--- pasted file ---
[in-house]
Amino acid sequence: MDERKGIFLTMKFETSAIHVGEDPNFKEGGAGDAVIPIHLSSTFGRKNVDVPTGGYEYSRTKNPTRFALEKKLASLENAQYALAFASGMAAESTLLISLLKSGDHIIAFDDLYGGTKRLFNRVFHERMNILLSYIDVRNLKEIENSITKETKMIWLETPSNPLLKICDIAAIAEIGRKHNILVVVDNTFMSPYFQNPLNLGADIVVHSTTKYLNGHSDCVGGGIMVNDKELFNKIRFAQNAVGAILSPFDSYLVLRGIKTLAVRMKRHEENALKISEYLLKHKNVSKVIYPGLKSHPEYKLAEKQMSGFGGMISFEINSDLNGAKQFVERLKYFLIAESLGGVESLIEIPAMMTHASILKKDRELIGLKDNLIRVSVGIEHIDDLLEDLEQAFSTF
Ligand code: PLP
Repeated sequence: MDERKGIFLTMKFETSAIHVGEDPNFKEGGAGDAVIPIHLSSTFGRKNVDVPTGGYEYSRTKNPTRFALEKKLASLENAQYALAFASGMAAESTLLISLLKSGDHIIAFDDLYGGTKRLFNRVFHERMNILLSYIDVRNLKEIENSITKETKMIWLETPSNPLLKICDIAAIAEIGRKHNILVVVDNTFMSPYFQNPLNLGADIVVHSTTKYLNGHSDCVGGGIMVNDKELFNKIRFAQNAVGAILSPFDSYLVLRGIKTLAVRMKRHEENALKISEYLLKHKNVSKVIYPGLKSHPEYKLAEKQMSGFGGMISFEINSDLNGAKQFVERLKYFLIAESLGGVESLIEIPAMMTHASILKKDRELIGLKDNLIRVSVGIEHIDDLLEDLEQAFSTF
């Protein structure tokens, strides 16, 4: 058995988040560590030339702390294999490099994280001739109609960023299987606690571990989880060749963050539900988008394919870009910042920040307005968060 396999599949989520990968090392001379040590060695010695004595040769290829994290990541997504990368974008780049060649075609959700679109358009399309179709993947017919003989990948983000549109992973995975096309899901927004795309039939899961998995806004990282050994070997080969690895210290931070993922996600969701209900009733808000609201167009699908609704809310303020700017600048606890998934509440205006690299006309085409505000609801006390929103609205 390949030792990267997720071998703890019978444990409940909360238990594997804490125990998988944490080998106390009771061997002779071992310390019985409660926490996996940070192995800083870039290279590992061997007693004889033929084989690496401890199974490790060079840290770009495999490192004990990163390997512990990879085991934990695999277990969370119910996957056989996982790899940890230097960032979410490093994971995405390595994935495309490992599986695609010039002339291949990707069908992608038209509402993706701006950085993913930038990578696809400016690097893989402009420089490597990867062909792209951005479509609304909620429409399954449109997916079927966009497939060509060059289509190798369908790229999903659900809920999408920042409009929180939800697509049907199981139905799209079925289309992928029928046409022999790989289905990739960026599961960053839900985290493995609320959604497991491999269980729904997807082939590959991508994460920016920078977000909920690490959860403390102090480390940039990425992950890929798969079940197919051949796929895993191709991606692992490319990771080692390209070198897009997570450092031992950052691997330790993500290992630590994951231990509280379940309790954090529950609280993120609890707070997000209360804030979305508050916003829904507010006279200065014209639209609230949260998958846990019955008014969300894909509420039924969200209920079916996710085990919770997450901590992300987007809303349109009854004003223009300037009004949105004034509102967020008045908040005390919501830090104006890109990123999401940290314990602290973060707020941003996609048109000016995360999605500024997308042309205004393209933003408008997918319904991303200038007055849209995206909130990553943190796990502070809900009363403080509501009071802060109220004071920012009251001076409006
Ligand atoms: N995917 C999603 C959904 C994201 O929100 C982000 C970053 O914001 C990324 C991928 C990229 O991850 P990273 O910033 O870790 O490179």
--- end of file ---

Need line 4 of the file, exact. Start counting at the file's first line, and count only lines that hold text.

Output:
Repeated sequence: MDERKGIFLTMKFETSAIHVGEDPNFKEGGAGDAVIPIHLSSTFGRKNVDVPTGGYEYSRTKNPTRFALEKKLASLENAQYALAFASGMAAESTLLISLLKSGDHIIAFDDLYGGTKRLFNRVFHERMNILLSYIDVRNLKEIENSITKETKMIWLETPSNPLLKICDIAAIAEIGRKHNILVVVDNTFMSPYFQNPLNLGADIVVHSTTKYLNGHSDCVGGGIMVNDKELFNKIRFAQNAVGAILSPFDSYLVLRGIKTLAVRMKRHEENALKISEYLLKHKNVSKVIYPGLKSHPEYKLAEKQMSGFGGMISFEINSDLNGAKQFVERLKYFLIAESLGGVESLIEIPAMMTHASILKKDRELIGLKDNLIRVSVGIEHIDDLLEDLEQAFSTF